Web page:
Almost every day somebody complains to me that he does not have enough information. I reject these complaints. I believe there is more than enough information around us. The complainer probably lacks something else. He is unable to select information, to convert it into usable knowledge and to act on the basis of it. People usually do not understand me when I say this.
This is probably because I simply cannot join those who see the Internet, satellite television, teletext, mobile telephones and other similar inventions as a new era of Mankind, as a new, better world. Aldoux (sic) Huxley would say Brave New World. I am reminded of the communist times. The communist leaders liked very much to talk about the "scientific and technological revolution" in a very similar way.
I agree with Barbara von der Heydt (see Religion and Liberty, No.5, 1996). She says that the greatest problem of our civilisation is that it is incapable of defining the difference between information and knowledge. Yes, I think this is a basic insight.
It is obvious that the cultural and intellectual heritage which we all share is the result of gradual maturing over many centuries. It is not the result of sudden change. Do not let us then overestimate the importance of the latest information which quickly appears on teletext before our eyes. Sometimes it is much more important to preserve one's detachment. We should not trust the latest information. We should be able to integrate it withing the existing whole. I am a relatively conservative person and I am a little afraid that we exaggerate our praise of things new.
Our post modern society seems to be interested in new, unusual, marginal, untested ideas, which unbalance us and destroy our peace of mind. This pushes the fundamental, well tried and tested, stabilising values, to the margins. I am afraid that we are losing firm ground. We need firmly anchored behaviour and firmly anchored attitudes. The Internet will hardly help us in this.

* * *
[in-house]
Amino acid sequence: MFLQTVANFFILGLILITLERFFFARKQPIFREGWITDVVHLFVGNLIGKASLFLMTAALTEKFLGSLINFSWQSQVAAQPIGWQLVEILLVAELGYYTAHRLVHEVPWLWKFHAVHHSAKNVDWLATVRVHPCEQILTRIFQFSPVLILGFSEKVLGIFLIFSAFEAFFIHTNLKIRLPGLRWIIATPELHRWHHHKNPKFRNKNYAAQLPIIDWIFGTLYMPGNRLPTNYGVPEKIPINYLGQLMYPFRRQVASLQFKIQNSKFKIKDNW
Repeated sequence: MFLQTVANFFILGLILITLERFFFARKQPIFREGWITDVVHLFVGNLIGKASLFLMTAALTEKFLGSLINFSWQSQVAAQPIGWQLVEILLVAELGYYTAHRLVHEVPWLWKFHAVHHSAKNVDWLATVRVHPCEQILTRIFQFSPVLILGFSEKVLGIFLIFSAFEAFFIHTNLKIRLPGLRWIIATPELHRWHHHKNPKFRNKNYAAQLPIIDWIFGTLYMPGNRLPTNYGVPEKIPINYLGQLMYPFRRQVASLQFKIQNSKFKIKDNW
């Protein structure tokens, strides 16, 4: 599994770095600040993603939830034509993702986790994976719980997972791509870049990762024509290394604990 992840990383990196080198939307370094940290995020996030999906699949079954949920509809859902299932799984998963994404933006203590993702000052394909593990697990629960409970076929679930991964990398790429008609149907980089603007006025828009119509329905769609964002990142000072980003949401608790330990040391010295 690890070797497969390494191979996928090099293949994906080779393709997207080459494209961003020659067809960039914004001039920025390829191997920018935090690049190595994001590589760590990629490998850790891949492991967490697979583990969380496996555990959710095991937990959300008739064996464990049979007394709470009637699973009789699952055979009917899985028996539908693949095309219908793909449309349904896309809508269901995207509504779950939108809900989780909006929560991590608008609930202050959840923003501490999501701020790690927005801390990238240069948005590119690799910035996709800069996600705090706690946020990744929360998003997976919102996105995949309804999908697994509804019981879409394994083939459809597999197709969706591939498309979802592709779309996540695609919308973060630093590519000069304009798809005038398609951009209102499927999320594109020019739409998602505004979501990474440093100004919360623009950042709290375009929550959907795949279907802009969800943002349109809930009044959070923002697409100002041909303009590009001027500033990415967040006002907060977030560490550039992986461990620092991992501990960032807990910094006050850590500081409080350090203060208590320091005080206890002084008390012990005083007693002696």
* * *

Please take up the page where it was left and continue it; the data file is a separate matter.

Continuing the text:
If I have not spent dozens of years reading encyclopaedias at home, I will obviously not be using the Internet very often. If I do not know what to look for in the encyclopaedias, I will not be able to find my way through the Internet either. New information is meaningful for me only if there is a firm structure for me to place it in.
Some decades ago, economics discovered a subsidiary subject. It was named information economics. It was founded by a Chicago economist, George Stigler. An economist has a well tried and tested methodology, Stigler told us emphatically in 1961. Thus an economist immediately, subconsciously, distinguishes supply and demand. (...) Thus there is a difference between supply of information and demand for information. Several dozen television channels is for us supply, we cannot influence it, but we can influence the demand for television news or entertainment. Some people have their own, very well motivated interest to act on the side of the Internet supply, others have their own interest to act on the side of the Internet demand. Sometimes supply and demand meet, at other times they do not. But I have to insist that this has nothing to do with knowledge as such.
After forty years of communism, the Czech Republic has a relatively small amount of social capital, social trust, moral cohesion, responsibility to others. I am not quite sure whether television and the Internet contribute to the creation of social capital. I tend to agree with those sociologists who warn that television and computers "privatise" our free time, fragment our society and lessen our social capital.
I therefore conclude: we have enough information. Some of us lack the ability to select what is important and relevant and to apply it.
(Jan Culik's note: This article provoked a spate of negative reactions in the Czech Republic, especially from people who are aware of the enormous potential of the information superhighway. I published a couple of articles in the Slovo newspaper, warning that it is dangerous if the Prime Minister of the Czech Republic is ignorant of the current information revolution and its deepening impact on the world economy.
Czech scholars and scientists, deeply worried that the Czech government has reneged on its promise to increase funding to the same GNP percentage as is customary in the EU countries, published a Declaration in support of Research and Development. Prime Minister Klaus angrily rejected the Declaration.